The government will continue in its commitment to state-financed projects in Budapest if there is concensus between the central government and the municipality concerning those investments, the head of the Prime Minister’s Office told his weekly press conference on Tuesday.
Gergely Gulyás said that the government had reviewed and expressed its support for the projects under way, but indicated that “a clear position by the municipal assembly is essential”.
The government will strive for a “fair partnership” with Budapest’s new leaders and will “observe the principles it has followed in the past nine years”, Gulyás said.
He added that a strong and prosperous capital was in the interest of the government, which has served as a basis for their cooperation in recent years. He noted that
combined value of state-financed projects completed since 2010 in Budapest reached nearly 2,000 billion forints, while projects under way were worth another 4,400 billion forints.
For example, Gulyás mentioned the renovation of the third metro line, construction of two sports stadiums, and work under the Liget Project, and said that the government would continue supporting those projects “if Budapest so wishes”. Concerning the Liget Project, Gulyás said that
the government was awaiting the new assembly’s position on the works under way and said that “if possible, we won’t demolish projects already completed” and noted that the new National Gallery and the House of Innovation buildings were still in the design phase.
Answering a question, Gulyás said that 20,000 housing units were being built in Budapest in 2019, and the construction authority had issued 18,000 building permits for next year.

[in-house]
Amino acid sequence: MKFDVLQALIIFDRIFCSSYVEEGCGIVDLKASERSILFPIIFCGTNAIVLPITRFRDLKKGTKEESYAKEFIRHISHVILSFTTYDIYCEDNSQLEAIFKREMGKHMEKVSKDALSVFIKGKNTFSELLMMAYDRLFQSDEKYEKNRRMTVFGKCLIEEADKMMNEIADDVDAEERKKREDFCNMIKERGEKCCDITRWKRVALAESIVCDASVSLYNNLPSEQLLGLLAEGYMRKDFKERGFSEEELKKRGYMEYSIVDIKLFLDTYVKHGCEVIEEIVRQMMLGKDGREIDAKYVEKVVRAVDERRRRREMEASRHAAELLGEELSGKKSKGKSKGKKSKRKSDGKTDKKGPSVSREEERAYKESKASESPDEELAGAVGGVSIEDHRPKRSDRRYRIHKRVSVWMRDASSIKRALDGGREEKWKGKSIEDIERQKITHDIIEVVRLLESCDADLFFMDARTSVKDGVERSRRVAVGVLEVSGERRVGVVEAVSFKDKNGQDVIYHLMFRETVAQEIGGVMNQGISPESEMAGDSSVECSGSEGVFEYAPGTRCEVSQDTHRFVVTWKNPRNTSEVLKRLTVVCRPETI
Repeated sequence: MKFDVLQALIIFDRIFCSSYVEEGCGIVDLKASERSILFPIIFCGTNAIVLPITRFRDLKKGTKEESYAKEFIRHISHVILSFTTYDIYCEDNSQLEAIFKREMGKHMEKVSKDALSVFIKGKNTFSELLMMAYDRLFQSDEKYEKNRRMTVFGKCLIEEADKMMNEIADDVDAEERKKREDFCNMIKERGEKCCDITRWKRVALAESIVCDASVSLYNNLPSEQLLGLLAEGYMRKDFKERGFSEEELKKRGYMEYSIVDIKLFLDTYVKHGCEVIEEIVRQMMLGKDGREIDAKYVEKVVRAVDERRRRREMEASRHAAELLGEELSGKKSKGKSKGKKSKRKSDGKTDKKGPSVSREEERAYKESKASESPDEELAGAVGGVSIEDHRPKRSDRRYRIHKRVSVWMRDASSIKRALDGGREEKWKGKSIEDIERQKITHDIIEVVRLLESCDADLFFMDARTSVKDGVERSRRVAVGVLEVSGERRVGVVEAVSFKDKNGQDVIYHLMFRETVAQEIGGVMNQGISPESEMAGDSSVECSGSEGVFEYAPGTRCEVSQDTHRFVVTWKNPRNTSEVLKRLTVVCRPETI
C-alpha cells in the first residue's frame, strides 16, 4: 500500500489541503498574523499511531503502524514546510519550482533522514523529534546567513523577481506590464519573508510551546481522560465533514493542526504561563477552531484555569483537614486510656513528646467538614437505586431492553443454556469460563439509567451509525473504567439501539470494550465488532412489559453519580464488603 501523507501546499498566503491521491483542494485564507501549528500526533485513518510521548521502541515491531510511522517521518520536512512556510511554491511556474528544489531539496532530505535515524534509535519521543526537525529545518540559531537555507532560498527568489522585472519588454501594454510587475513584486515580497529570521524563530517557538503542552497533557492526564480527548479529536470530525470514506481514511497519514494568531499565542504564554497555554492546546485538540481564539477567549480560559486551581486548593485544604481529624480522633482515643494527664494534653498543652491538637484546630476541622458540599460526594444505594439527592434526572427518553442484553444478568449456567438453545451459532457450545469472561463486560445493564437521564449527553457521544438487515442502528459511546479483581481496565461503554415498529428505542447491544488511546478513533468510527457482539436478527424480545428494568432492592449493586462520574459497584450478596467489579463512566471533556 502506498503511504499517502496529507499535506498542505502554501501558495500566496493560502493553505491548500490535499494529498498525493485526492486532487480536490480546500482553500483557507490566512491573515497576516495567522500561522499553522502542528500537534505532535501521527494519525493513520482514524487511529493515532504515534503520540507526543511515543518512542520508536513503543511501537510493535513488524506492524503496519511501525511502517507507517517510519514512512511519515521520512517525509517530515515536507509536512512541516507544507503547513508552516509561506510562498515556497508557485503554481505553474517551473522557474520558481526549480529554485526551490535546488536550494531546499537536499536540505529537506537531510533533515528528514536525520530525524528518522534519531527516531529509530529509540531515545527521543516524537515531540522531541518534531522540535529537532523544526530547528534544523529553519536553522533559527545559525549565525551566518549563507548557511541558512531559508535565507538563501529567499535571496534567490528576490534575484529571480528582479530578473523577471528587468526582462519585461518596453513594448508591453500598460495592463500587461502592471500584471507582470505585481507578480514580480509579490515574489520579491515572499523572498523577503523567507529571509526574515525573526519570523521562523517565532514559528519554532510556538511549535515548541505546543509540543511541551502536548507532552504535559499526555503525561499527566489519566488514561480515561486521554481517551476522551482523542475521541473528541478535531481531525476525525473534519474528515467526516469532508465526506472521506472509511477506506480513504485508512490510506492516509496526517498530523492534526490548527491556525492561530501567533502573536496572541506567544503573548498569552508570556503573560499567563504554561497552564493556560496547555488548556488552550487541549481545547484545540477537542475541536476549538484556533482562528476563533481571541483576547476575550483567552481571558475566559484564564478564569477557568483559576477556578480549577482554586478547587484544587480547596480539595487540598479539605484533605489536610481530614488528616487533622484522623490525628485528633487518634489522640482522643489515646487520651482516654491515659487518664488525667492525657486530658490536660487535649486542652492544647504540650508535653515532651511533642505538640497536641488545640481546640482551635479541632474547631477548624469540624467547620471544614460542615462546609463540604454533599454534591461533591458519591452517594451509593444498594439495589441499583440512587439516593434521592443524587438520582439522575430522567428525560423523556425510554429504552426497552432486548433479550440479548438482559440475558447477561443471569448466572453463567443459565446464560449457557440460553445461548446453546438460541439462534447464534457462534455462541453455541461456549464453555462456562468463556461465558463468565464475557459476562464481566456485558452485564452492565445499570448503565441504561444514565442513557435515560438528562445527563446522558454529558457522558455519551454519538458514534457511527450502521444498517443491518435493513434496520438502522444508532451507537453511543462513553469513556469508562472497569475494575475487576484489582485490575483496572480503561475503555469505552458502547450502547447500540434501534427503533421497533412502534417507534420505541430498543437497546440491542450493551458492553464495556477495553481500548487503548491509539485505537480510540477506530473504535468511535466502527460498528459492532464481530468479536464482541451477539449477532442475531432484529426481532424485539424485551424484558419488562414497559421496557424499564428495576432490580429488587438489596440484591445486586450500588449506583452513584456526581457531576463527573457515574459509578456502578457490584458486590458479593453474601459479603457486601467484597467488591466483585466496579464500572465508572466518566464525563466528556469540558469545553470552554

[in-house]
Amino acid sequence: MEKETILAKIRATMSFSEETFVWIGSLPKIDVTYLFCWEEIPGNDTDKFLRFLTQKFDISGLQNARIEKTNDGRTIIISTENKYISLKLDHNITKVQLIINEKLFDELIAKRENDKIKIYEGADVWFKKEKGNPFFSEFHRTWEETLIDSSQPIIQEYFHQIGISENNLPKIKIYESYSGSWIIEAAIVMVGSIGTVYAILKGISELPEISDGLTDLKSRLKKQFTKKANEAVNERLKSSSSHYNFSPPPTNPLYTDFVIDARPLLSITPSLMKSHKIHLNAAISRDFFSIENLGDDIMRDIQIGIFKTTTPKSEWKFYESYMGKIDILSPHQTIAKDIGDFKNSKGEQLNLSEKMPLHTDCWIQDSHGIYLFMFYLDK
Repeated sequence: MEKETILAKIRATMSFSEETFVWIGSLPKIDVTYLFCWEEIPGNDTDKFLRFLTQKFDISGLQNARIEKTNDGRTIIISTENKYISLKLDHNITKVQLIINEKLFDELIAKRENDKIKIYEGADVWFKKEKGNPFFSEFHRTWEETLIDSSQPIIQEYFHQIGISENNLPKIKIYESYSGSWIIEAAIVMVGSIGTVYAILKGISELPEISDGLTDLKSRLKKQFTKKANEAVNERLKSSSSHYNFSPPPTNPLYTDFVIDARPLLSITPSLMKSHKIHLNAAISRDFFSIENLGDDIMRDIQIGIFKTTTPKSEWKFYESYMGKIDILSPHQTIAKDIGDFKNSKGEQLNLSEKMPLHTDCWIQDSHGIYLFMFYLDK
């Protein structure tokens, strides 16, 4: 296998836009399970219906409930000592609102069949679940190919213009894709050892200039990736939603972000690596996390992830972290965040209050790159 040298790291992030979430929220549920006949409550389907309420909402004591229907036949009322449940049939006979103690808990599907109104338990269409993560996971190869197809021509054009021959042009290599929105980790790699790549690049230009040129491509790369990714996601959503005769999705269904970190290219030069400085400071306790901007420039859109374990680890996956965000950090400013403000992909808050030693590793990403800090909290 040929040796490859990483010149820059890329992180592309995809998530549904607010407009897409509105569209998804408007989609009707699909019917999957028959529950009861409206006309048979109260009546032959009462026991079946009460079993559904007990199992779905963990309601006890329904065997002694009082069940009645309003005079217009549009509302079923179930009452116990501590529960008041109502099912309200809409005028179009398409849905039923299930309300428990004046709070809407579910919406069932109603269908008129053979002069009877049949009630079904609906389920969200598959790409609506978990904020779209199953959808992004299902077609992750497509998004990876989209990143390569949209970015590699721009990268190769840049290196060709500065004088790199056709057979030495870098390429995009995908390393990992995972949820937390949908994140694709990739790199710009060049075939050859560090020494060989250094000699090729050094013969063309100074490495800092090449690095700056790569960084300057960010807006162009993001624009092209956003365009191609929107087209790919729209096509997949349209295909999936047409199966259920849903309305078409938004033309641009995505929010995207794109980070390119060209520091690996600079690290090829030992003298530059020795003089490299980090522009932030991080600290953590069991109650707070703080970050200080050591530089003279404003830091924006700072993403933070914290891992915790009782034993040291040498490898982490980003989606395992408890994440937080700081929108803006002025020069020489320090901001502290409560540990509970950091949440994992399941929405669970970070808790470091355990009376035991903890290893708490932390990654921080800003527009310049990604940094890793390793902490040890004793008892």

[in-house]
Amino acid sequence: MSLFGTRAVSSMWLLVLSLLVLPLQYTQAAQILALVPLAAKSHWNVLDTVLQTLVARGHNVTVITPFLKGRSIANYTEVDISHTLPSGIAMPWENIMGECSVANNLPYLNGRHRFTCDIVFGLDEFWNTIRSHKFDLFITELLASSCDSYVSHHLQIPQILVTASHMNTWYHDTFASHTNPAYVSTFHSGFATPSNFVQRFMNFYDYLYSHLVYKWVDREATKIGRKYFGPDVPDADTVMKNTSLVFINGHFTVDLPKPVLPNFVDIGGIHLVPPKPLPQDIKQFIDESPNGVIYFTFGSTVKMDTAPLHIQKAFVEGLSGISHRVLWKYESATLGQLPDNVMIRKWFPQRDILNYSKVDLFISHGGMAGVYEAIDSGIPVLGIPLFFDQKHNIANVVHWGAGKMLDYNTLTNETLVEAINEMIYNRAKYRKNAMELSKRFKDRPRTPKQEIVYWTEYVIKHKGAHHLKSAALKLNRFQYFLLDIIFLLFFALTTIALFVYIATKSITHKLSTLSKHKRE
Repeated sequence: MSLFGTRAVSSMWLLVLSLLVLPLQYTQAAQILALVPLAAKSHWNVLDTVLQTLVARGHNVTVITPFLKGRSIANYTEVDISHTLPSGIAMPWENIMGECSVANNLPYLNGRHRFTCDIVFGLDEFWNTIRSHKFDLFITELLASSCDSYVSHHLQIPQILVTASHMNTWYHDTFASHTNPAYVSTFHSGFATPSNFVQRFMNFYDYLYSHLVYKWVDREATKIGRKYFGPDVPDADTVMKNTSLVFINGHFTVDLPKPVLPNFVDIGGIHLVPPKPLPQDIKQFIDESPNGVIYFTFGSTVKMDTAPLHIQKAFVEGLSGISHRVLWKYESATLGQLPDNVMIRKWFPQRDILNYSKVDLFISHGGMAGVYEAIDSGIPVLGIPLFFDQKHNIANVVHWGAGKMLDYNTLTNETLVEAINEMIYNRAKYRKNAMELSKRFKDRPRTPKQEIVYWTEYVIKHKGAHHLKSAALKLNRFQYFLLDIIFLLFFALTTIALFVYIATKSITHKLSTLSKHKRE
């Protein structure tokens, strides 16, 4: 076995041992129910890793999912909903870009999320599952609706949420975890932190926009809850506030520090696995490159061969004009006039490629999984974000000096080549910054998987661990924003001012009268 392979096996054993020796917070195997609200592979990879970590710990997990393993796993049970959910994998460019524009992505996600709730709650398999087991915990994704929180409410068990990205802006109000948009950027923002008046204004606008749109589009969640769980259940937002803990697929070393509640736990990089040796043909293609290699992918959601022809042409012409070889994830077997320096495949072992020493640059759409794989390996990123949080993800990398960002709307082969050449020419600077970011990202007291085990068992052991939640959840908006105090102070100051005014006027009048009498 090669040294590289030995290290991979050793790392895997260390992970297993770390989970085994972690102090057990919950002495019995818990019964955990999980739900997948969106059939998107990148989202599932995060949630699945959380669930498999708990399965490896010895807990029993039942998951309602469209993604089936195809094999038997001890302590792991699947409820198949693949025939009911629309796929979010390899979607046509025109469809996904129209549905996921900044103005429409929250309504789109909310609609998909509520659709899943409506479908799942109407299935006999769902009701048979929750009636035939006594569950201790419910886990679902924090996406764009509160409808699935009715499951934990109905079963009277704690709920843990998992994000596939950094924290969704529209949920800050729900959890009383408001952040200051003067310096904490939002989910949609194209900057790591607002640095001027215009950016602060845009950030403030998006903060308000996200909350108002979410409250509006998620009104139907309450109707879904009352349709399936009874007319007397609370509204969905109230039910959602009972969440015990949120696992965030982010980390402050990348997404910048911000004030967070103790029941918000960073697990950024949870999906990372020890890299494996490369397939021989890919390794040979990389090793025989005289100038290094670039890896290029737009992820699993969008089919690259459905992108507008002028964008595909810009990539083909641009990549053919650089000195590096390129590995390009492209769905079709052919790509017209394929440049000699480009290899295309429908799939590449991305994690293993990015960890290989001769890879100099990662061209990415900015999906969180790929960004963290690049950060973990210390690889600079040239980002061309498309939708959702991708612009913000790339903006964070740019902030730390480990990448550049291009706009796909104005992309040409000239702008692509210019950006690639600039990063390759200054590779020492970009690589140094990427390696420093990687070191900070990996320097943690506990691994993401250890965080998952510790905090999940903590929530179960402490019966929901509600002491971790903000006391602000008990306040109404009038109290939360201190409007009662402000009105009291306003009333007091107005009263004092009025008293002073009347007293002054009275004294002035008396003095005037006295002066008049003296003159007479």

“We cannot say that there is any less spirit for construction,” he added.
Concerning another question if the prime minister has answered an invitation for talks with Gergely Karácsony, Budapest’s new mayor, Gulyás said that his office had not received a written invitation. He added that the answer will first be sent to the proponent of the talks and the public would be informed later. He also said that “there is a point in having talks only when the city knows what it wants to achieve”. He added that the government’s recent decisions will “help the mayor determine what he and the city want”.
Commenting on remarks of Johann Wadephul, the parliamentary group leader of Germany’s CDU party, on Hungary’s stance regarding Turkey, Gulyás said Wadephul “should acquaint himself more with the standpoint of his own government which is very close to the Hungarian stance these days”. Another migration wave of three to four million people would harm Germany the most, he said.
Regarding Fidesz’s membership in the European People’s Party, which was suspended in March, Gulyas said a full membership for Fidesz currently had “a fifty percent chance”. The question is whether the direction of the party and the EPP are compatible, he said.
On the nomination of commissioners into the new European Commission, Gulyás said that the government’s pick, EU ambassador Oliver Várhelyi, has not received any criticism. The Hungarian government does not have to nominate a female candidate along with Varhelyi, he said, as it had announced its nomination well ahead of Ursula von der Leyen was elected EC president.
Gulyás said US media reports claiming the Orbán had influenced US President Donald Trump regarding Ukraine were “fake news”. He added that Hungary trusted Ukraine’s new leaders would be better than their predecessors.